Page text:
So this is what I look like while creating a piece. Hair is tied back tightly so that it can't catch on fire or get caught in any machinery. Safety goggles so that nothing can fly in my eyes and so I don't burn my eyebrows or eyelashes off. Tight fitting clothing so again, nothing catches on fire or gets caught. See? Isn't jewelry making glamorous?!? ;)
And now for the process:
- Saw the sterling silver or gold filled wire to the appropriate length depending on ring size ordered. Since I'll hammer the ring later, and hammering will stretch it out, I always saw the wire a few millimeters short
- Crap! I mixed up 2 & 3... ok, refer to picture 3. I file the ends of the wire so that they are flat and can be matched together to form a solid seam.
- And now refer to picture 2... I bend the wires into a circle or oval to match the seams. Since I will be shaping the ring later, the shape doesn't have to be perfect yet
- I cover the ring in an extremely poisonous chemical (yay for me) that will protect it from the fire when I heat it up to seal the seam and to make more pliable
- Using a metal pick, I place a piece of silver solder on the seam. This will be melted and will fill the seam to seal it.
- The solder piece is on the seam
- Directing heat on the solder to melt into the seam
- The solder is melted and the ring is formed
- After the ring cools a bit, I place in cold water to cool further so I don't burn my hands handling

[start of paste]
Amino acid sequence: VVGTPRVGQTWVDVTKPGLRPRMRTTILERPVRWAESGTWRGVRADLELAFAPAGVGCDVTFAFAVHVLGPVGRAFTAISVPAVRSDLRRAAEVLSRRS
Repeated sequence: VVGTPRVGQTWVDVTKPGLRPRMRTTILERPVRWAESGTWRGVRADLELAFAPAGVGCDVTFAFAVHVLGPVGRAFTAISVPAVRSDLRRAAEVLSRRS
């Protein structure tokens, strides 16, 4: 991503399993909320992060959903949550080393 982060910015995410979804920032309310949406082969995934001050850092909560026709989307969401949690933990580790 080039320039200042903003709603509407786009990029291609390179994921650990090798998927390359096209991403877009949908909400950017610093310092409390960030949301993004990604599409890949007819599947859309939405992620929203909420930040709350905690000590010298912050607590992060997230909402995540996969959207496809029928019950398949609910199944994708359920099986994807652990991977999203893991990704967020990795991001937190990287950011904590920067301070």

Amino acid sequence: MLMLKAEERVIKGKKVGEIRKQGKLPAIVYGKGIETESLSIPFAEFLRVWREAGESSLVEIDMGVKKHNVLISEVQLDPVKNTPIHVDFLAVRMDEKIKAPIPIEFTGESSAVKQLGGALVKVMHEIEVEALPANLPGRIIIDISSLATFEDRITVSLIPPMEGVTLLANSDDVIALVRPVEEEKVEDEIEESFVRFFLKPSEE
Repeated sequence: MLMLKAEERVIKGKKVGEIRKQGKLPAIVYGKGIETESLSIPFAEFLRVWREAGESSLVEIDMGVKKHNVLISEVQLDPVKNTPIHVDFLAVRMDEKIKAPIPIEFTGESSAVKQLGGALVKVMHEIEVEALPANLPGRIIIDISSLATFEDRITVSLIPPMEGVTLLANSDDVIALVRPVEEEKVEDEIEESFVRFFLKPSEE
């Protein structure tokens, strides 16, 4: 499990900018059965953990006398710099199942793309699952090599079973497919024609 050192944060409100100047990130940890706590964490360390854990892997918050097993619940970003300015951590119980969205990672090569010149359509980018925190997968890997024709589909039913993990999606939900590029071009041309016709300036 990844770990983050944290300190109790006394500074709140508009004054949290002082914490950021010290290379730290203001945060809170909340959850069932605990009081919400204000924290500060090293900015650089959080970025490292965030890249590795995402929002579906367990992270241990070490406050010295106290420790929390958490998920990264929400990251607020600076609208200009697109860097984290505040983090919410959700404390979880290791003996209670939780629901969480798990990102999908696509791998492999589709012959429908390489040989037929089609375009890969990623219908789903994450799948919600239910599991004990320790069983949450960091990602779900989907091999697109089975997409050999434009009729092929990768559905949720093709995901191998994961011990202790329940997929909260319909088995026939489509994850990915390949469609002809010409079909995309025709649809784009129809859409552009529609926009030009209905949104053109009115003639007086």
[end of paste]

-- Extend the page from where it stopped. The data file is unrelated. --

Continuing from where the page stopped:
- Place the ring in a pot of more toxic chemicals, this time acid, to clean it. Then sand down the seam to make it uniform with the rest of the ring (step not shown)
- Time to heat the rings again so I can shape and hammer them. Metals become more pliable when heated and harden when worked. Depending on the type of ring I'm making, I may heat, work, heat, work, heat, work over and over until I get the shape or look for which I'm aiming. Each time I do this, I will protect, heat, place in water and then acid all over again. It can be quite a process!
- Heating the rings so I can shape
- Using a rubber mallet to shape & size the ring
- Using a ball end metal hammer to hammer the ring
- Once I am happy with the sizing and design, they look something like this
- Then I place them in a tumbler with a bit of powdered ivory soap to clean and harden them. Since the rings are thin, I want to harden as much as possible so that they don't bend out of shape
- In the tumbler
And the finished product!